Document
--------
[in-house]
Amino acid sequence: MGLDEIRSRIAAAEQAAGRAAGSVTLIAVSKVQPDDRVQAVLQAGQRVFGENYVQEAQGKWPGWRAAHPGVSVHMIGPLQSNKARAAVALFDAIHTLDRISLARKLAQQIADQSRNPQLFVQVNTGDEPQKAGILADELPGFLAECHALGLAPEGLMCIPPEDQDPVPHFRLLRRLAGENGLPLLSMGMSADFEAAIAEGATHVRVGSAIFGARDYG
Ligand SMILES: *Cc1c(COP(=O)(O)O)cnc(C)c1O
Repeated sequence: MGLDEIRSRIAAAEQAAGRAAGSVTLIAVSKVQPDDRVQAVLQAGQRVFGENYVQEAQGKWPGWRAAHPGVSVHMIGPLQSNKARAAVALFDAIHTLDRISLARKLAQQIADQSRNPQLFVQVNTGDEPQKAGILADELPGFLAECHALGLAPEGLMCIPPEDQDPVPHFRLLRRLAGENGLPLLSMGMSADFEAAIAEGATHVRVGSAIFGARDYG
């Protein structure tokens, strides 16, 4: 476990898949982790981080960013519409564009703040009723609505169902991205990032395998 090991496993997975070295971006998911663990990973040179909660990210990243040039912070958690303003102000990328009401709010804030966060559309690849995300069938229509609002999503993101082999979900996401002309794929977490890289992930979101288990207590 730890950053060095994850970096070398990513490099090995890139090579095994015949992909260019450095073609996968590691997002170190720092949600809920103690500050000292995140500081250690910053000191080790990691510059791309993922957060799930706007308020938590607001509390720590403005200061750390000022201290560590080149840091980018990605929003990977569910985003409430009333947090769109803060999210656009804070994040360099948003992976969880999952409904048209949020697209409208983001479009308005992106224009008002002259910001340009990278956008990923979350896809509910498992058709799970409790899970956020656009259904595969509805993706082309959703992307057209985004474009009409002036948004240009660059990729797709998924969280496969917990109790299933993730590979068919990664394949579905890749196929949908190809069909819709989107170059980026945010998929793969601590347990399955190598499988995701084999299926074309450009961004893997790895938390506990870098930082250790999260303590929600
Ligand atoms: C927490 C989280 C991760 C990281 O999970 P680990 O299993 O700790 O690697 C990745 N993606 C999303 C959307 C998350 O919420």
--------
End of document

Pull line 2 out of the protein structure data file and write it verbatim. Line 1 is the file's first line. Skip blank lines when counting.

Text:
Amino acid sequence: MGLDEIRSRIAAAEQAAGRAAGSVTLIAVSKVQPDDRVQAVLQAGQRVFGENYVQEAQGKWPGWRAAHPGVSVHMIGPLQSNKARAAVALFDAIHTLDRISLARKLAQQIADQSRNPQLFVQVNTGDEPQKAGILADELPGFLAECHALGLAPEGLMCIPPEDQDPVPHFRLLRRLAGENGLPLLSMGMSADFEAAIAEGATHVRVGSAIFGARDYG